Are you sure you want to remove this address from your profile? This action is not undoable.
Are you sure you want to remove the card ending in from your payment options? This action is not undoable. If you want to reuse this card later, you will have to re-enter details manually.
Check your cart
Your Basket is Currently Empty
Select from the product categories and discover a world full or exquisite gourmet flavor.
Living in a coffee-producing country, we have the opportunity to view firsthand the changes that plantations go through in the course of a year. Every country’s production schedule varies, depending on the specifics of its geography and climate. In Costa Rica, we have one harvest per year, and the cycle starts in April with the first flowering.
If you ever get the chance to visit a Costa Rican coffee plantation during April and May, take it! You’ll experience a perfume unlike any other: the smell of coffee plants in bloom. You’ll also see a sea of white, as the fluffy flowers cover every plant within view. Each blossom represents a future coffee bean.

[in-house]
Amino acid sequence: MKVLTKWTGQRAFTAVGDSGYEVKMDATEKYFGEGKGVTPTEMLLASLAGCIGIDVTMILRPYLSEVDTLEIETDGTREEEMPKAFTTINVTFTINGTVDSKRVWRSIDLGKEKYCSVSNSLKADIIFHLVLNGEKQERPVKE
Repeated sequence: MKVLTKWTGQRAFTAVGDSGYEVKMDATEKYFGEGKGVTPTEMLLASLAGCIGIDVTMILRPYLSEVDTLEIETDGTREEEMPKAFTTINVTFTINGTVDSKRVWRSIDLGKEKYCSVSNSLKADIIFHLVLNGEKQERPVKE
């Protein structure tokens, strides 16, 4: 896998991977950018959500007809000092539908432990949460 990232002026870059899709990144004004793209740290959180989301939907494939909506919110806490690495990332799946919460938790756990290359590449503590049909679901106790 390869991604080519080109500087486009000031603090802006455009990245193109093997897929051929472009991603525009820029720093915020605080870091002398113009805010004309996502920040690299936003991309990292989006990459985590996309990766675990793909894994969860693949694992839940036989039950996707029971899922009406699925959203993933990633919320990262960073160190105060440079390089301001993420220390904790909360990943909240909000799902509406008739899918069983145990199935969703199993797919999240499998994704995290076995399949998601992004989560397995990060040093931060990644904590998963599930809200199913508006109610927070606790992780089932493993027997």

During the months after blooming, maintenance of the coffee plantation is key. This period coincides with the rainy season in Costa Rica, when cooler temperatures slow down coffee maturation. Although plants love the rain, they also require constant care and vigilance in order to prevent damage.
Beans in each coffee region of Costa Rica mature at different times, but the first harvests generally begin in October and November. Plantations harvest only the ripest cherries, in order to ensure the quality of Costa Rica’s world-famous arabica coffee. Harvest starts slowly, then ramps up to peak harvest season.
At the end of the calendar year, the coffee harvest in Costa Rica is peaking. For us, the holidays are marked by the smell of freshly picked coffee cherries and the image of fully loaded trucks headed to the mill. We celebrate the changing year as we celebrate the harvest of a crop that has brought renown and prosperity to our small country.
As the calendar year gets started, the production calendar is winding down. February and March mark the end of the harvest, and migrant coffee pickers go back to their homes in Nicaragua, Panama, and parts of Costa Rica.
Once again, the coffee plants begin their annual transformation, starting the journey to producing our favorite bean.
Have you visited a coffee plantation? Tell us what you thought!
Coffee, a National Symbol of Costa Rica
Stay at Home Coffee Guide
Decaf Coffee Myths
Subscribe to our newsletter